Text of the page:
Python Linear Data Structures: A Trip to Hanoi Tower Part 1 — Nodes

In my Hanoi Tower series I’ll go over data structures using python. In particular nodes, linked lists, and stacks. The culmination of which will enable us to create a script for the hanoi tower game.

Nodes are the basic building block of data structures- made up of two parts: the data it holds, and a link that points it to the next node block in the data structure. All of these nodes together will give you whatever you data structure is. Structures like these are like buildings downtown, and the nodes are the bricks that build it. It’s a great way to organize large amounts of data into a neat data structure. If you’ve spent any time scrapping the web, or building a data set, data can easily grow to unmanageable proportions. Data structures are a great concept to learn on your python journey.

So how does a Node class look? Simple, a class that takes in a value (data), and the link to the next node.

Now let’s think what functionalities I’d want this Node class to have?

Well it holds my data so when I access this node I’d like to see what information was put into it. A get_value() function would be great, and pretty simple. I’d just want it to return self.value.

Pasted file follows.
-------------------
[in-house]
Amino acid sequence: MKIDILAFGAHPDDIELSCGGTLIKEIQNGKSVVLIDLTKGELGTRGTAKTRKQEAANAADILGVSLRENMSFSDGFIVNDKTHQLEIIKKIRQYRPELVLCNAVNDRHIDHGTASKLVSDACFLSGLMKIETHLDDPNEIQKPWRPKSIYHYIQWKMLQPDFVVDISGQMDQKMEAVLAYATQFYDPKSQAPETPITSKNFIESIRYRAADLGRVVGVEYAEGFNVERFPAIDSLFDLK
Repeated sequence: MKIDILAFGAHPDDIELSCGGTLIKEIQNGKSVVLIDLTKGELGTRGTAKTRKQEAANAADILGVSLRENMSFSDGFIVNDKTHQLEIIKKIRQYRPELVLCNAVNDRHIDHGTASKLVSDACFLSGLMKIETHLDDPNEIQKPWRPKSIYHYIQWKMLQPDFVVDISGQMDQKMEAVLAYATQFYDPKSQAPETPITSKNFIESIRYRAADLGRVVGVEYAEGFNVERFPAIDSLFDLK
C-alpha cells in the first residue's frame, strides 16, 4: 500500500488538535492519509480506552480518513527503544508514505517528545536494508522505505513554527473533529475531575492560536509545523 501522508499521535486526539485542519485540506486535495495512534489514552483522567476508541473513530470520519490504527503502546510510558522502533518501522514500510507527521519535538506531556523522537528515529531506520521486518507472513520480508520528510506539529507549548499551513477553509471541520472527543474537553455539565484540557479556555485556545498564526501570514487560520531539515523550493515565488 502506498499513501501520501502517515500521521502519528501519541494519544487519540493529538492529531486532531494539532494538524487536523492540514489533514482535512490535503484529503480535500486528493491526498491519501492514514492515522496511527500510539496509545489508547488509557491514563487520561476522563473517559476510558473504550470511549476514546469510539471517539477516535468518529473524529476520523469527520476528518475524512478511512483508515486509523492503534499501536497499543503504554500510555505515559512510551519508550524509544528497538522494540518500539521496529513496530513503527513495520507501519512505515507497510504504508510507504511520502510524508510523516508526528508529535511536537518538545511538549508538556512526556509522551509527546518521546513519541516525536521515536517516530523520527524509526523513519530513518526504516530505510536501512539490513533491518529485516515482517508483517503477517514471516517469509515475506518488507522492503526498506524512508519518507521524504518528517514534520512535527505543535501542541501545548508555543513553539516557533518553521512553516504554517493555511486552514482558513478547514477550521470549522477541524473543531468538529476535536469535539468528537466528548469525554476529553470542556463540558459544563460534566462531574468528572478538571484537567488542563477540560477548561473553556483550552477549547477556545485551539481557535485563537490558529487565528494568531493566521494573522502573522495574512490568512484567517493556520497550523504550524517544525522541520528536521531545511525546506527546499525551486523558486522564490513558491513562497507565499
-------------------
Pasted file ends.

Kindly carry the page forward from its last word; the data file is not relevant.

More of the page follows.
Next what about setting the pointer to my next node. I can create a Class without the info from the onset as you can see I have a default value of None (for the very first node won’t be pointing anywhere). So let’s have the ability to set that. I’d just want to assign self.link_node to the link_node entered through my set_next_node() function.

So my next node is set. What about when I want to actual see what the next node is? I can just create a get_next_node() function that will return to me this information.

That’s it. Node’s are simple as they are the most basic part of our structure. It gets a little trickier when we actually link them together in a list, but if you’re following me so far it totally accessible. Next we’ll look at the list structure, or the architecture of the building that our nodes will build.

I’m a web developer, and data scientist by hobby. Yes, it can be a hobby. I blog about all things code.

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